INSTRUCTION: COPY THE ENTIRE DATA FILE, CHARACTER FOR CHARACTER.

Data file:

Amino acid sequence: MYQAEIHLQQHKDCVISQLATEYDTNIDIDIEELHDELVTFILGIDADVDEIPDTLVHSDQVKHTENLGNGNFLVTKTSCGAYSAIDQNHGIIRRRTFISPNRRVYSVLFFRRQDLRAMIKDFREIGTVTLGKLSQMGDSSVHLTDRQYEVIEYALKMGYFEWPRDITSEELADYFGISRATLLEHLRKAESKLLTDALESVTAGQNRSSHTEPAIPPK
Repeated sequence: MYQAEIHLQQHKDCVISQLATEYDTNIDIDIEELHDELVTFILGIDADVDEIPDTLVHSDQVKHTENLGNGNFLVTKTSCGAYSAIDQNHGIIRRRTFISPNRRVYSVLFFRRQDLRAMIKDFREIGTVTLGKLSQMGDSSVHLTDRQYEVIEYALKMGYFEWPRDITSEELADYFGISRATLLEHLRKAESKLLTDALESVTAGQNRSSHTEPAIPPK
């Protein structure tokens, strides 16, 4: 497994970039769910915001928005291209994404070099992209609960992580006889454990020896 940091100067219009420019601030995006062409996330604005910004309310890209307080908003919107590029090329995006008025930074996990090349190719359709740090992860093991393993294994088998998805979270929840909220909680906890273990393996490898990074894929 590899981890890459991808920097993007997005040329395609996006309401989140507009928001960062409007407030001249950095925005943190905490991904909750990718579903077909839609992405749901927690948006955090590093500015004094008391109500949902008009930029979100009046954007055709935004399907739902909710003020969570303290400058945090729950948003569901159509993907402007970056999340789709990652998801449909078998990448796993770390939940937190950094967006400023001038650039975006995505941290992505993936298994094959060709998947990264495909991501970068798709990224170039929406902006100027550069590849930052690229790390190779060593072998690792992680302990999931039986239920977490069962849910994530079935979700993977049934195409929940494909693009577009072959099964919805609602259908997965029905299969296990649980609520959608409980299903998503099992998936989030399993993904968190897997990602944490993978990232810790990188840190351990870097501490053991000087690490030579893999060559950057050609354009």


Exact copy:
Amino acid sequence: MYQAEIHLQQHKDCVISQLATEYDTNIDIDIEELHDELVTFILGIDADVDEIPDTLVHSDQVKHTENLGNGNFLVTKTSCGAYSAIDQNHGIIRRRTFISPNRRVYSVLFFRRQDLRAMIKDFREIGTVTLGKLSQMGDSSVHLTDRQYEVIEYALKMGYFEWPRDITSEELADYFGISRATLLEHLRKAESKLLTDALESVTAGQNRSSHTEPAIPPK
Repeated sequence: MYQAEIHLQQHKDCVISQLATEYDTNIDIDIEELHDELVTFILGIDADVDEIPDTLVHSDQVKHTENLGNGNFLVTKTSCGAYSAIDQNHGIIRRRTFISPNRRVYSVLFFRRQDLRAMIKDFREIGTVTLGKLSQMGDSSVHLTDRQYEVIEYALKMGYFEWPRDITSEELADYFGISRATLLEHLRKAESKLLTDALESVTAGQNRSSHTEPAIPPK
């Protein structure tokens, strides 16, 4: 497994970039769910915001928005291209994404070099992209609960992580006889454990020896 940091100067219009420019601030995006062409996330604005910004309310890209307080908003919107590029090329995006008025930074996990090349190719359709740090992860093991393993294994088998998805979270929840909220909680906890273990393996490898990074894929 590899981890890459991808920097993007997005040329395609996006309401989140507009928001960062409007407030001249950095925005943190905490991904909750990718579903077909839609992405749901927690948006955090590093500015004094008391109500949902008009930029979100009046954007055709935004399907739902909710003020969570303290400058945090729950948003569901159509993907402007970056999340789709990652998801449909078998990448796993770390939940937190950094967006400023001038650039975006995505941290992505993936298994094959060709998947990264495909991501970068798709990224170039929406902006100027550069590849930052690229790390190779060593072998690792992680302990999931039986239920977490069962849910994530079935979700993977049934195409929940494909693009577009072959099964919805609602259908997965029905299969296990649980609520959608409980299903998503099992998936989030399993993904968190897997990602944490993978990232810790990188840190351990870097501490053991000087690490030579893999060559950057050609354009």